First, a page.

Monday, June 25, 2007

The Winter Hill Gang and Fair Use

How new does news reporting have to be to be fair use? That’s a simplistic way of framing a complex set of facts and a perhaps disappointing outcome in Fitzgerald v. CBS Broadcasting, Inc., 2007 WL 1793551 (D. Mass. June 22, 2007). Readers are pointed to the opinion for the convoluted facts, but here, for fair use purposes, are the essentials.

The Winter Hill Gang in Boston is an infamous organization, described by Wikipedia this way:

The Winter Hill Gang is a loose confederation of Boston-area organized crime figures, mostly Irish-American and some Italian-American. It derives its name from the Winter Hill neighborhood of Somerville, Massachusetts north of Boston. Its members have included notorious Boston gangster James J. "Whitey" Bulger and hitman Stephen “The Rifleman” Flemmi.


The story of Whitey Bulger, is all the more fascinating due to his straight-arrow brother William, who was the president of the Massachusetts Senate and then the president of the University of Massachusetts until forced from that post by Governor Mitt Romney.

Plaintiff Christopher Fitzgerald is a freelance photographer who in 1995, took a photograph of The Rifleman being transferred from the Framingham State Police Barracks to an undisclosed location. His were the only photographs of the event. The photo was licensed numerous times, but CBS appears to have been snake-bit in its relationship to the photos and Fitzgerald, getting repeatedly sued and repeatedly breaching settlement agreements.

The most recent suit was triggered by the arrest of former Winter Hill gang member John Martorano, and his purported agreement to cooperate in the authorities’ investigation into Whitey Bulger and The Rifleman. (Flemmi and Bulger had earlier been FBI informants and are alleged to have committed vicious murders while informants). In connection with the arrest of Martorano, CBS dusted off Fitzgerald’s photos from its archives (which should have been purged of the images under a settlement agreement), cropped out the police from the shot, and showed the cropped photo of Flemmi on the evening news in conjunction with a story of the arrest. Fitzgerald sued; CBS alleged fair use news reporting, which the court rejected, granting plaintiff summary judgment on the issue (ouch!).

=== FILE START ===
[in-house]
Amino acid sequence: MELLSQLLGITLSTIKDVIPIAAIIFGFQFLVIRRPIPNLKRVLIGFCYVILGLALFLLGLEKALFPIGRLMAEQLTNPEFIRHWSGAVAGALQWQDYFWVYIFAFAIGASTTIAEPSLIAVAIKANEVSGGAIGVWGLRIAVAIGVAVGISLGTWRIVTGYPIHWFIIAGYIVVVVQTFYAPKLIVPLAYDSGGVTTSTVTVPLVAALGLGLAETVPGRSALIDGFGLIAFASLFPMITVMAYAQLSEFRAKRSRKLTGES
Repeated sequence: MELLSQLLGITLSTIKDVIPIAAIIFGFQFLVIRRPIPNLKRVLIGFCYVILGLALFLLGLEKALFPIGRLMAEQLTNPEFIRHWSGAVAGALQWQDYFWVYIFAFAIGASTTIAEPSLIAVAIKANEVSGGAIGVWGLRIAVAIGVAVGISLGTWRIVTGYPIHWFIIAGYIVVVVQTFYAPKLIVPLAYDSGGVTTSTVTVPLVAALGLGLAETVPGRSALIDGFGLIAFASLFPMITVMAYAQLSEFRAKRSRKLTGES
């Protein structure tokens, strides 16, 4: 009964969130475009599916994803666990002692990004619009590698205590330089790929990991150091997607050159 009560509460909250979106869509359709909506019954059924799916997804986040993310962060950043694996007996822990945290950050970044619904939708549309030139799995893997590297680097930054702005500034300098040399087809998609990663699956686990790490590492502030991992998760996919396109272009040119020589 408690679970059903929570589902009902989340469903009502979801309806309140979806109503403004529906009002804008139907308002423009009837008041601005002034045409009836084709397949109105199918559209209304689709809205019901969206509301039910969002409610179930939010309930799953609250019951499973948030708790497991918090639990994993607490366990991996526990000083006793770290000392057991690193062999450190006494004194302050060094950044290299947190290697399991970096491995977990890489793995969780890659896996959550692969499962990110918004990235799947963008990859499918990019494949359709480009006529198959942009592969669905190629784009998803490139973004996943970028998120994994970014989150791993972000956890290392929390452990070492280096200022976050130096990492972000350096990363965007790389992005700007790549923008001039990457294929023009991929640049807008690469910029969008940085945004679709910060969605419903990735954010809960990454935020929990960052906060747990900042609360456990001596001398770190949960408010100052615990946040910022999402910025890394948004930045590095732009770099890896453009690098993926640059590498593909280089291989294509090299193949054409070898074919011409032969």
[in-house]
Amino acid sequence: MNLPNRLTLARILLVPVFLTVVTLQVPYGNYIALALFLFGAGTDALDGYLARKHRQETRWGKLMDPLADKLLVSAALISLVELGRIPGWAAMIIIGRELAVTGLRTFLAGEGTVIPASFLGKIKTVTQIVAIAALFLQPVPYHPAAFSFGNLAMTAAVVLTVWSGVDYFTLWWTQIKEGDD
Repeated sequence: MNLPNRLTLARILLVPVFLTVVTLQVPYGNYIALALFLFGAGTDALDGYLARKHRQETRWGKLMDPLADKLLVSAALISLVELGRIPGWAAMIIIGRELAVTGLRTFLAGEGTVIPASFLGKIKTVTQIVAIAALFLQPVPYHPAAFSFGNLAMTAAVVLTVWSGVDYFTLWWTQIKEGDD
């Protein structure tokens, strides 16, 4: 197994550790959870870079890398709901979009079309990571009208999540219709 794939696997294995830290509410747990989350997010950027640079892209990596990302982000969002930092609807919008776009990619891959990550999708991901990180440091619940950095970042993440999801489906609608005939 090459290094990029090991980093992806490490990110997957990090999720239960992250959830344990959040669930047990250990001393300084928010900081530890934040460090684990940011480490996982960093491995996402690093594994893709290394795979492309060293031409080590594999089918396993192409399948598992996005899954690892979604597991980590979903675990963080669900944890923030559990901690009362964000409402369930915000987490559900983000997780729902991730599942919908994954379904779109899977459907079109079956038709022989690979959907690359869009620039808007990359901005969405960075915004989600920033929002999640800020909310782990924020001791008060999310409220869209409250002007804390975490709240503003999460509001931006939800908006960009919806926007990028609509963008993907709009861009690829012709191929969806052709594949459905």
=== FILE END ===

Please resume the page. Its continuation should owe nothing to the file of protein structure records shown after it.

The court’s opinion is earnest, thoughtful, and detailed. It is also a fair-use-by-the numbers opinion, meaning it marches through the four factors and at the end announces a conclusion. This may reflect nothing more than the requirements of opinion writing, but alas, the opinion is all we have as insight into the court’s thinking.

On the first factor, plaintiff argued there could be no news reporting because there was no new news, The Rifleman having been arrested 9 years earlier, but as the court pointed out, the Martorano events were news. Nevertheless, the court found the use non-transformative:

CBS argues that it transformed the meaning of the photo by cropping out some of the evidence of the arrest-the state troopers-and embedding the cropped photo in a narrative about John Martorano. This is slicing things a bit thinly. In its news report, CBS highlighted the importance of Martorano's sentencing partly by explaining that Martorano's testimony had led to Flemmi's arrest; CBS used Fitzgerald's photograph of the arrest to enhance this point. The only “transformation” was that Flemmi's arrest was downgraded from breaking news to a supplementary part of a larger story. The distinction that CBS argues for here is so fine that it ceases to have meaning in the context of ordinary news practice.

The final passage refers to licensing, and while the court did not let industry practice dictate fair use (see footnote 2 in the opinion), CBS’s own checkered history with Fitzgerald must have played an important role. The court also found the use commercial in nature, weighed the second factor in CBS’s favor by describing the photos as factual works (a bit of a stretch), found the third factor to have minor importance, and after describing the fourth as the most important, weighed it in favor of plaintiff after noting CBS’s tortured past conduct.

In the end, the case may be nothing more than fact specific (i.e., CBS's snake-bit behavior; a jury is to determine whether it was willful), but the court’s discussion of transformative use solidifies for me the need to abandon that terminology before it swallows the whole of fair use: the discussion of cropping and whether it was transformative and therefore helpful in determining fair use, is the worst sort of mechanistic, formalist thinking: to me the issue should have been simply whether there was a valid new reporting purpose and use for the photo, and whether the settlement agreements, as a contractual matter, effectively barred reliance on fair use.

1 comment:

Rebecca Tushnet said...

I think you're spot-on about the increasing disutility of "transformation." It's become the word for "fair," to the detriment of consistency.